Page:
Five of the best churches to visit in Madrid

Madrid has over 80 churches, so selecting five to visit is tough. We’ve gone with prioritising beauty and historical importance. The list excludes Madrid’s cathedral (La Almudena), which will be described in a subsequent post – although many Madrilenos (regarding its newness, funding and architecture as inappropriate) have a take it or leave it attitude to the seat of the Roman Catholic Archdiocese of Madrid. After each church, we’ve suggested a cafe or restaurant for sustenance.

Basilica of San Francisco El Grande

Completed in 1785, and hosting Spain’s largest dome, the Basilica of San Francisco El Grande is a breath-taking example of the neo-classical style architecture of Francisco Sabatini (architect of the Palacio Real, Alcala Gate – and Madrid’s new sewage system in the late 1700s!). Like many other large buildings in conflict-torn Madrid it also functioned as a barracks in the mid-1800s during the Carlist Wars. According to legend, the church stands on land offered to St Francis of Assisi in 1214. It hosts a large collection of paintings, including works by Goya and Zurbarán, and prominent statues of important saints.

Jardines de San Francisco
Near the church is El Camarote; a tapas bar and attractive first floor restaurant serving typical Spanish dishes
El Camarote

San Isidro Collegiate Church

South of Plaza Mayor, en route to the famous Sunday Rastro Market, San Isidro Collegiate Church towers over the Calle de Toledo. Not only is San Isidro (a labourer/farmer in Madrid in the 1100s) the patron saint of Madrid and the church his place of burial, but it was Madrid’s cathedral before La Almudena was consecrated in 1993. The church is an impressive baroque edifice, dating from the 1760s. Tragically, it fell victim to anti-religious fervour at the start of the Spanish Civil War (1936) causing widespread damage and collapse of the dome, now painstakingly restored and richly decorated.

Opposite the church, Cafeteria Taberna San Bruno serves traditional tapas and raciones

Church of San Nicolás de Bari de los Servitas

Madrid’s oldest church is another religious building damaged during the civil war – but restored and declared a national monument in 1947. The site dates to the early 1200s, but it may have housed a mosque prior to that date. The current building is from 1650 and consists of Muslim and Christian architectural styles – proving that Mudejar (i.e., Muslim architecture under Christian control) remained in demand long after Madrid returned to Christian control in 1085. The tower is a typical square Muslim style, whilst the central apse is gothic. Juan de Herrera, favourite of Philip II (and architect of the famous El Escorial Palace outside Madrid) was buried in the church.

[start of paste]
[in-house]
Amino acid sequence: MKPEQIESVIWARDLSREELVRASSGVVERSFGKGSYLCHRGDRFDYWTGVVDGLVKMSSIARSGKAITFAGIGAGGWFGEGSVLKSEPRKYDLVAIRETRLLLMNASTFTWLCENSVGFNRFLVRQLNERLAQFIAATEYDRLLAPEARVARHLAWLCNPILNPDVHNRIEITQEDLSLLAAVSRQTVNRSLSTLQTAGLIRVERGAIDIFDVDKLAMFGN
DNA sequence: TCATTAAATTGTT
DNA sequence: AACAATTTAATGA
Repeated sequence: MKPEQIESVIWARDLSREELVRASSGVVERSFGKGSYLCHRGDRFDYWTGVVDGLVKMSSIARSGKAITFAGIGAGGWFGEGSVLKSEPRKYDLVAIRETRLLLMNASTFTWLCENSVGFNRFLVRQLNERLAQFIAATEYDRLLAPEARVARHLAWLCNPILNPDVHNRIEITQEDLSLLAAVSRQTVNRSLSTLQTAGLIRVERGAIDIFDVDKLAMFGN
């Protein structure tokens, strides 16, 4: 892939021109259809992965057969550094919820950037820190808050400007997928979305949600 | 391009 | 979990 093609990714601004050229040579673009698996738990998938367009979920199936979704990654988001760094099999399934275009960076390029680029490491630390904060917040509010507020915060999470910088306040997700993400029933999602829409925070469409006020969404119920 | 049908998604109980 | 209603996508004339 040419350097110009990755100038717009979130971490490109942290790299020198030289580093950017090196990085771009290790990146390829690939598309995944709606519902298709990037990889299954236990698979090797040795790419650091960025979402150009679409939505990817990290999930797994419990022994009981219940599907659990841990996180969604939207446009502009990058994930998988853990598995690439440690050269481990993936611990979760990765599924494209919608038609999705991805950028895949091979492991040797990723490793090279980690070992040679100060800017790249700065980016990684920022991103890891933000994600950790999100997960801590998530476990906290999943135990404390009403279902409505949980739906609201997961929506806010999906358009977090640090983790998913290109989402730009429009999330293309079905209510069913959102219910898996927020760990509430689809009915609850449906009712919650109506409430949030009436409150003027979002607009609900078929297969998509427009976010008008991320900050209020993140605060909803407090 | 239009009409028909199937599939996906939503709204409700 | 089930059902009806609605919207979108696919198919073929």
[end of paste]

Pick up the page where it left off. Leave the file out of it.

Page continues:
Nearby Cafe del Monaguille serves cafe fare, paella and grilled meats. It also boasts an extensive library of used books for sale at four euros per copy
The library at Cafe del Monaguille

Iglesia Parroquial de San Jerónimo el Real

‘Los Jeronimo’s’ has an illustrious past dating to when the site was granted to religious orders by Queen Isabella I (the Catholic monarch of Castile, who with King Ferdinand of Aragon, united Spain in 1475). The monastery was home to the swearing-in of subsequent monarchs as Princes/Princesses of Asturias – a title granted to the heir apparent of the Spanish crown, currently held by Princess Leonor. The impressive gothic church dates from the mid-1500s with later additions, most notably the entrance staircase, built for the wedding of King Alfonso XIII and Victoria Eugenie (Queen Victoria’s granddaughter) in 1906. With such royal connections, today, it is Madrid’s society church.

Opposite Los Jeronimo’s, the CaixaForum gallery cafeteria has tremendous views of the Paseo del Prado and Prado Museum

San Antonio de la Florida Chapel

Away from central Madrid one can view original frescoes by Franciso de Goya – and his final resting place except for his head, the location of which remains a national mystery! The chapel is a must-see for art enthusiasts. The frescoes celebrate a miracle of Saint Antony of Padua, one of Madrid’s most popular saints – owing to his association with bringing lovers together in matrimony and celebrated every 13th June. Goya would have realised the significance of his frescoes to Madrilenos painted in the late 1800s. The chapel was declared a national monument in 1905 and in 1928 an identical place of worship was built adjacent, to provide a home for the congregation and religious service – preserving Goya’s masterpieces in situ.

Photo source: Madrid Museos Municipales
Photo source: Madrid Museos Municipales
A mural of Goya’s ‘The Third of May 1808’ near the chapel
A stone’s throw from the chapel, Casa Mingo is famed for its roast chicken and cider

Featured image: Basilica of San Francisco El Grande

(c) Photos: Essential History, unless otherwise noted

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